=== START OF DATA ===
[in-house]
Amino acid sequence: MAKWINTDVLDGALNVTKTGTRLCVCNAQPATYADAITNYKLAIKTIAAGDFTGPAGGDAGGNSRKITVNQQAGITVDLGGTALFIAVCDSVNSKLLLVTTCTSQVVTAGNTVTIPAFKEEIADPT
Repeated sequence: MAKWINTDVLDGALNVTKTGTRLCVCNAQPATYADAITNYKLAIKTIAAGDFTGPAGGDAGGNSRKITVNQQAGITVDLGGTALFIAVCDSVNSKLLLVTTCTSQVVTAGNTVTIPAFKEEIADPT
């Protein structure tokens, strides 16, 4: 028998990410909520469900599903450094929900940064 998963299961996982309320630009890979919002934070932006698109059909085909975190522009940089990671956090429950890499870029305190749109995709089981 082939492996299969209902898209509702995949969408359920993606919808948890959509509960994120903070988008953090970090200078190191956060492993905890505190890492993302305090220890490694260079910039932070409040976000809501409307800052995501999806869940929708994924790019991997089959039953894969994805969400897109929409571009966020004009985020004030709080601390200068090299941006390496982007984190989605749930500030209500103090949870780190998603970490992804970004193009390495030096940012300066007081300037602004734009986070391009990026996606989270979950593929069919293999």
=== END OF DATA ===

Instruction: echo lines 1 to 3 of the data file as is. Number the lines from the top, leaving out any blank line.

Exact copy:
[in-house]
Amino acid sequence: MAKWINTDVLDGALNVTKTGTRLCVCNAQPATYADAITNYKLAIKTIAAGDFTGPAGGDAGGNSRKITVNQQAGITVDLGGTALFIAVCDSVNSKLLLVTTCTSQVVTAGNTVTIPAFKEEIADPT
Repeated sequence: MAKWINTDVLDGALNVTKTGTRLCVCNAQPATYADAITNYKLAIKTIAAGDFTGPAGGDAGGNSRKITVNQQAGITVDLGGTALFIAVCDSVNSKLLLVTTCTSQVVTAGNTVTIPAFKEEIADPT